“Disabled is the society that thinks I am disabled”- Rupa Aryal, Participant (Women entrepreneur)
A powerful quote that emerged from one of our research sessions conducted for the Gender and Disability Inclusive Entrepreneur support Towards Improved Access to Finance Research Project, compels us to think about disability in a different way; it makes us question the very exclusion of the “largest minority group” in the world. Rather than the focus on people with physical impairments, it questions the structure of our society. But then, what is the structure of our society?
The school where you got your education; did you have certain classrooms that could be reached only through stairs?
Yes, this structure.
Have you noticed potholes and unparalleled roads while walking?
Yes, this structure.
Have you ever been to offices where you thought that a wheelchair or someone visually impaired could walk around without assistance?
Maybe you did not even think about that?
Yes, this structure.
Now that we have an understanding about what our structure looks like, we cannot help but realize that most of our structure “apparently” forgets about persons with disabilities. Given such a structure, one might wonder, “What does an entrepreneurial pursuit of Persons with Disabilities look like?
Upon deeper understanding of four women entrepreneurs with disability, a major finding was the complex interplay of societal, institutional, and physical barriers. The Key Informant Interviews (KIIs) conducted on Gender and Disability Inclusive Entrepreneur Support for Improved Access to Finance revealed significant barriers faced by women entrepreneurs with disabilities in Nepal.
This contemplative exercise encourages an examination of the institutional and environmental factors contributing to the exclusion of what is often referred to as the ‘largest minority group’ globally. Societal barriers, including family and gender discrimination, lack of trust, and limited awareness, hinder their entry into entrepreneurship. Institutional challenges such as ineffective policies, tokenistic training, and educational shortcomings exacerbate the difficulties. Physical barriers, like inaccessible buildings and transportation challenges, further impede their progress.
Access to finance is a major hurdle, with informal channels, personal networks, and intermediary organizations playing a crucial role in funding. Lack of funds, information, collateral, and financial literacy, coupled with lengthy processes, present additional obstacles. Defaulting lenders and the absence of standardized procedures contribute to the financial challenges faced by financial institutions to provide loan and financial assistance to these entrepreneurs.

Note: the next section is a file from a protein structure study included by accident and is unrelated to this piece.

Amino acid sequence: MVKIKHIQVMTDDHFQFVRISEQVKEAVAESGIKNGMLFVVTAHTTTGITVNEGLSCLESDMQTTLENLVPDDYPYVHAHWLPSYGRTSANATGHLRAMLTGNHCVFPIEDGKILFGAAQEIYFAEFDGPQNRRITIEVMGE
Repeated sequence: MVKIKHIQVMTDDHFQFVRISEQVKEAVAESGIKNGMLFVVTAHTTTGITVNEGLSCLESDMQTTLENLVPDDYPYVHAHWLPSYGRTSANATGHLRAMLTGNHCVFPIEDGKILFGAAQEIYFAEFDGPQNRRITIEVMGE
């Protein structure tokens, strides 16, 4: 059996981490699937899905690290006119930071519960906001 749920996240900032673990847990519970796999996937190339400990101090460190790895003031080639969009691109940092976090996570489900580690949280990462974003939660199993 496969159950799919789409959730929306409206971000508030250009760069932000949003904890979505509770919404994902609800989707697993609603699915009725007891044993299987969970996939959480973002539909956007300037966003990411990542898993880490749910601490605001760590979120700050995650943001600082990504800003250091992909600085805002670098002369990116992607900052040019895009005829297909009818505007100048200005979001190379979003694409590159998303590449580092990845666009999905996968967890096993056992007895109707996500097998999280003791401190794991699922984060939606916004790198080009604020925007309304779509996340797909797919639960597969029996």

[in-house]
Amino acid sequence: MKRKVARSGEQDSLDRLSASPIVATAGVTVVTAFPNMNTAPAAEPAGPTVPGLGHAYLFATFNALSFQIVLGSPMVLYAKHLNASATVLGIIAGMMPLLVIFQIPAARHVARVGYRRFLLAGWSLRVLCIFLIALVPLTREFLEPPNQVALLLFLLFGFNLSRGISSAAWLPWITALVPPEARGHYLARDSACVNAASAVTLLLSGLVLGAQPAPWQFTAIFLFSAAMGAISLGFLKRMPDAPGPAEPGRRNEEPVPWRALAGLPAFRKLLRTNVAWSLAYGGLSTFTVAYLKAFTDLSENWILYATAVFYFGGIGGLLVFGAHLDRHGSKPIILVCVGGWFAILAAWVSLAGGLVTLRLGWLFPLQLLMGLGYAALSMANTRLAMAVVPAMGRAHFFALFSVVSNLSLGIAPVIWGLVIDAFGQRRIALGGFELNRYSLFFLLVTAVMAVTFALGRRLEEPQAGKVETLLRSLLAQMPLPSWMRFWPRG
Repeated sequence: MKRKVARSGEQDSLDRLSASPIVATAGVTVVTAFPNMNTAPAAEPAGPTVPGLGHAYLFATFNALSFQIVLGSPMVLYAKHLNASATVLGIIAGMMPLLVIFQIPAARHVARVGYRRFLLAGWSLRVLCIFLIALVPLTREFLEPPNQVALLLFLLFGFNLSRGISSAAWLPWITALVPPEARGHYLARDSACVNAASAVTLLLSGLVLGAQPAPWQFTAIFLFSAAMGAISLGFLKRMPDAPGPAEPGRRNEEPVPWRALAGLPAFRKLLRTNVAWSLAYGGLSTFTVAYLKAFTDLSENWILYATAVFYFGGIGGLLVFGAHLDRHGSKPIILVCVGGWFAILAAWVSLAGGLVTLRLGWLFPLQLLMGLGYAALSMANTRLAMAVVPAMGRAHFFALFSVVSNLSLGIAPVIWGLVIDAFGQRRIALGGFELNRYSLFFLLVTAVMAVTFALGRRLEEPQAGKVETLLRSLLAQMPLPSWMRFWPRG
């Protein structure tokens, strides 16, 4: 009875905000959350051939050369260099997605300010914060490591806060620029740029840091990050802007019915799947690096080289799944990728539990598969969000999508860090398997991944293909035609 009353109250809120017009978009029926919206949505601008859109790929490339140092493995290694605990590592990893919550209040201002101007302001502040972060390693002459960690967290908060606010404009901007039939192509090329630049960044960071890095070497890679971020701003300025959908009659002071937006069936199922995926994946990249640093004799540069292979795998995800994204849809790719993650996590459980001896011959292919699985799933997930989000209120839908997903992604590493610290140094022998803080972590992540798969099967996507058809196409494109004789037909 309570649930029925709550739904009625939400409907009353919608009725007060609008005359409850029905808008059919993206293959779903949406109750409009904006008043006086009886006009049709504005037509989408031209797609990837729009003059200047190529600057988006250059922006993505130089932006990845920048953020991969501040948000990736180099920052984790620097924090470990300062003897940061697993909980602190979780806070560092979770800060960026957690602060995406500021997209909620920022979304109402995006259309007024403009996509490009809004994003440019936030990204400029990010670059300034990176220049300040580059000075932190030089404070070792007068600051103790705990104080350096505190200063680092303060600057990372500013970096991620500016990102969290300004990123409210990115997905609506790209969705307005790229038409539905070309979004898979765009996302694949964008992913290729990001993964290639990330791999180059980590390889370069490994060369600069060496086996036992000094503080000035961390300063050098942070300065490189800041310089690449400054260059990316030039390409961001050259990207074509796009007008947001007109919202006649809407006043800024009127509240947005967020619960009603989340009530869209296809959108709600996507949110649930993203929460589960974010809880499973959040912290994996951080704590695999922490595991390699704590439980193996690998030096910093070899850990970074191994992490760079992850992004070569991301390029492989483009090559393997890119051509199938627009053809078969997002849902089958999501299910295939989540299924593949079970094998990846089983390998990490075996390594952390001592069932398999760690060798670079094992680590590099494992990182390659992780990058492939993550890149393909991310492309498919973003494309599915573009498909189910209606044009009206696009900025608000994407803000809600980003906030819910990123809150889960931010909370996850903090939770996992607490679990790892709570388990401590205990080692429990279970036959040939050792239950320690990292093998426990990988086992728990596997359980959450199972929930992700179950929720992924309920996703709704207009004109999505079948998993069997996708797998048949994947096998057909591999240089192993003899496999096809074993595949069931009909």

Recommendations from the KIIs include fostering a positive attitude towards persons with disabilities, raising awareness, promoting small cooperatives cautiously, implementing reasonable accommodations, and emphasizing financial literacy. Successful practices highlighted seed money, accessible transportation, structured training with follow-ups, reasonable accommodations, and a mental well-being initiative by Lalitpur Metropolitan City.
In summary, the KIIs underscore the multifaceted challenges faced by women entrepreneurs with disabilities, emphasizing the need for comprehensive support, inclusive policies, and societal awareness to facilitate their successful participation in entrepreneurship. Further to validate on our findings, we organized a curated, intimate local consultation meeting as well where we had people with disability, women entrepreneurs with disabilities, investors, funders, donors and relevant stakeholders.
We hosted a special local consultation for incredible women entrepreneurs with disabilities as part of our Gender and Disability Inclusive Entrepreneur Support project, in partnership with UNESCAP. Joined by government reps, INGOs, OPDs, and inspiring women entrepreneurs, we delved into validating our research findings and gaining a holistic understanding of the challenges these inspirational women face. The event was more than just a gathering – it was a chance for everyone to connect, network, and find solutions. The local consultation also allowed Impact Hub Kathmandu to reflect on making the space inclusive for persons with disabilities. Although there is a long way to go, the local consultations marked the beginning. Our aim is to explore how we, as innovation hubs can create a more inclusive and accessible entrepreneurial support as well as access to finance for women entrepreneurs with disabilities. There seems to be a critical need to design an inclusive support system for women entrepreneurs in the country. The overall objective of the partnership between Impact Hub and UNESCAP is to ensure that entrepreneurship support in Asia is accessible and inclusive for women with disabilities, with a specific focus on addressing the financing disparity and the underlying infrastructure that contributes to existing inequalities and barriers to access to financial services. The research will culminate into a report that will comprise best practices from Nepal, Cambodia, and Bangladesh, emphasizing the urgency of addressing the needs of the largest minority population in the world.